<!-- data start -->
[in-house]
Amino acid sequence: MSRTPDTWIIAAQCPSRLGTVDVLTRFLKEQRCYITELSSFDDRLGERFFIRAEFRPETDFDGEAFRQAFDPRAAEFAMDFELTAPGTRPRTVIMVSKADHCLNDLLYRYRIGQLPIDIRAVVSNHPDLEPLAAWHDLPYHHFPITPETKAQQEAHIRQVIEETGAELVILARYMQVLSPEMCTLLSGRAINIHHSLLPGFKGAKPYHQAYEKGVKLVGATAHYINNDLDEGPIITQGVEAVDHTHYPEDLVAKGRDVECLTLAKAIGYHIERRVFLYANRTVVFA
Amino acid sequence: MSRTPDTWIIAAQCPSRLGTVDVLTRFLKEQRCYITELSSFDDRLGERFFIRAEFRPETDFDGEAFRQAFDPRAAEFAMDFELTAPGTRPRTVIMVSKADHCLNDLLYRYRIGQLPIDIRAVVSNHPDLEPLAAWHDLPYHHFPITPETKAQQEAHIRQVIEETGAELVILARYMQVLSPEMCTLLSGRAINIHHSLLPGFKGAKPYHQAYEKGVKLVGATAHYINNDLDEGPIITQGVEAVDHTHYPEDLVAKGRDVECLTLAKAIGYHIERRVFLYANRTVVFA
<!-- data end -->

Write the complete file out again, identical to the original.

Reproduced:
[in-house]
Amino acid sequence: MSRTPDTWIIAAQCPSRLGTVDVLTRFLKEQRCYITELSSFDDRLGERFFIRAEFRPETDFDGEAFRQAFDPRAAEFAMDFELTAPGTRPRTVIMVSKADHCLNDLLYRYRIGQLPIDIRAVVSNHPDLEPLAAWHDLPYHHFPITPETKAQQEAHIRQVIEETGAELVILARYMQVLSPEMCTLLSGRAINIHHSLLPGFKGAKPYHQAYEKGVKLVGATAHYINNDLDEGPIITQGVEAVDHTHYPEDLVAKGRDVECLTLAKAIGYHIERRVFLYANRTVVFA
Amino acid sequence: MSRTPDTWIIAAQCPSRLGTVDVLTRFLKEQRCYITELSSFDDRLGERFFIRAEFRPETDFDGEAFRQAFDPRAAEFAMDFELTAPGTRPRTVIMVSKADHCLNDLLYRYRIGQLPIDIRAVVSNHPDLEPLAAWHDLPYHHFPITPETKAQQEAHIRQVIEETGAELVILARYMQVLSPEMCTLLSGRAINIHHSLLPGFKGAKPYHQAYEKGVKLVGATAHYINNDLDEGPIITQGVEAVDHTHYPEDLVAKGRDVECLTLAKAIGYHIERRVFLYANRTVVFA